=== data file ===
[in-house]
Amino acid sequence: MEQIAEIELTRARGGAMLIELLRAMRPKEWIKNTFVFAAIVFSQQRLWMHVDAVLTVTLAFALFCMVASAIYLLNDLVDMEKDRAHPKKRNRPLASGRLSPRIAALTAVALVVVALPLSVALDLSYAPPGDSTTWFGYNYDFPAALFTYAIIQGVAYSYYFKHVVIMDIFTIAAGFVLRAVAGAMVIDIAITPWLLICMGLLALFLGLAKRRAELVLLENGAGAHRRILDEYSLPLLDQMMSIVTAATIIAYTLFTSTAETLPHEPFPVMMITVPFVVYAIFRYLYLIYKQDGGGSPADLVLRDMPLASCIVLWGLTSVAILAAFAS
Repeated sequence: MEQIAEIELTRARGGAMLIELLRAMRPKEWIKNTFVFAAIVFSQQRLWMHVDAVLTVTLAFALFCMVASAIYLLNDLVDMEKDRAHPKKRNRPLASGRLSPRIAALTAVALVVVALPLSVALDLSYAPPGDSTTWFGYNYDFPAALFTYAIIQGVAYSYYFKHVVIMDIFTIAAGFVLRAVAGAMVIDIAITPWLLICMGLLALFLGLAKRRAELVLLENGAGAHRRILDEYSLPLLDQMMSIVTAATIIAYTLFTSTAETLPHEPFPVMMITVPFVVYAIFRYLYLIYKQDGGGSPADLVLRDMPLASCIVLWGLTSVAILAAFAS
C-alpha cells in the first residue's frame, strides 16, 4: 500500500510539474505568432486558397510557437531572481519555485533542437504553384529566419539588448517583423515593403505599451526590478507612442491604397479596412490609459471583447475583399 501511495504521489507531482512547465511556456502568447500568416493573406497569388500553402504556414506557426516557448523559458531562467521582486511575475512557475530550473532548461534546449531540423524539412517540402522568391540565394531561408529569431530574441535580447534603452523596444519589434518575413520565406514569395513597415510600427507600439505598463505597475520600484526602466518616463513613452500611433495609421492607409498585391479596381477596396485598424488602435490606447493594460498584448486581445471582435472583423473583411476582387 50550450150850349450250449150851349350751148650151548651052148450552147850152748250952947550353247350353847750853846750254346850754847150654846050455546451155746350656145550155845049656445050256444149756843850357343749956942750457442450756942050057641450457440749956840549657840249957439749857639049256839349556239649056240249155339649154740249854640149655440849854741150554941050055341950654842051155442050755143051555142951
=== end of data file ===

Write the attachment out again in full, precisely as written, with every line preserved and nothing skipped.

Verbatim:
[in-house]
Amino acid sequence: MEQIAEIELTRARGGAMLIELLRAMRPKEWIKNTFVFAAIVFSQQRLWMHVDAVLTVTLAFALFCMVASAIYLLNDLVDMEKDRAHPKKRNRPLASGRLSPRIAALTAVALVVVALPLSVALDLSYAPPGDSTTWFGYNYDFPAALFTYAIIQGVAYSYYFKHVVIMDIFTIAAGFVLRAVAGAMVIDIAITPWLLICMGLLALFLGLAKRRAELVLLENGAGAHRRILDEYSLPLLDQMMSIVTAATIIAYTLFTSTAETLPHEPFPVMMITVPFVVYAIFRYLYLIYKQDGGGSPADLVLRDMPLASCIVLWGLTSVAILAAFAS
Repeated sequence: MEQIAEIELTRARGGAMLIELLRAMRPKEWIKNTFVFAAIVFSQQRLWMHVDAVLTVTLAFALFCMVASAIYLLNDLVDMEKDRAHPKKRNRPLASGRLSPRIAALTAVALVVVALPLSVALDLSYAPPGDSTTWFGYNYDFPAALFTYAIIQGVAYSYYFKHVVIMDIFTIAAGFVLRAVAGAMVIDIAITPWLLICMGLLALFLGLAKRRAELVLLENGAGAHRRILDEYSLPLLDQMMSIVTAATIIAYTLFTSTAETLPHEPFPVMMITVPFVVYAIFRYLYLIYKQDGGGSPADLVLRDMPLASCIVLWGLTSVAILAAFAS
C-alpha cells in the first residue's frame, strides 16, 4: 500500500510539474505568432486558397510557437531572481519555485533542437504553384529566419539588448517583423515593403505599451526590478507612442491604397479596412490609459471583447475583399 501511495504521489507531482512547465511556456502568447500568416493573406497569388500553402504556414506557426516557448523559458531562467521582486511575475512557475530550473532548461534546449531540423524539412517540402522568391540565394531561408529569431530574441535580447534603452523596444519589434518575413520565406514569395513597415510600427507600439505598463505597475520600484526602466518616463513613452500611433495609421492607409498585391479596381477596396485598424488602435490606447493594460498584448486581445471582435472583423473583411476582387 50550450150850349450250449150851349350751148650151548651052148450552147850152748250952947550353247350353847750853846750254346850754847150654846050455546451155746350656145550155845049656445050256444149756843850357343749956942750457442450756942050057641450457440749956840549657840249957439749857639049256839349556239649056240249155339649154740249854640149655440849854741150554941050055341950654842051155442050755143051555142951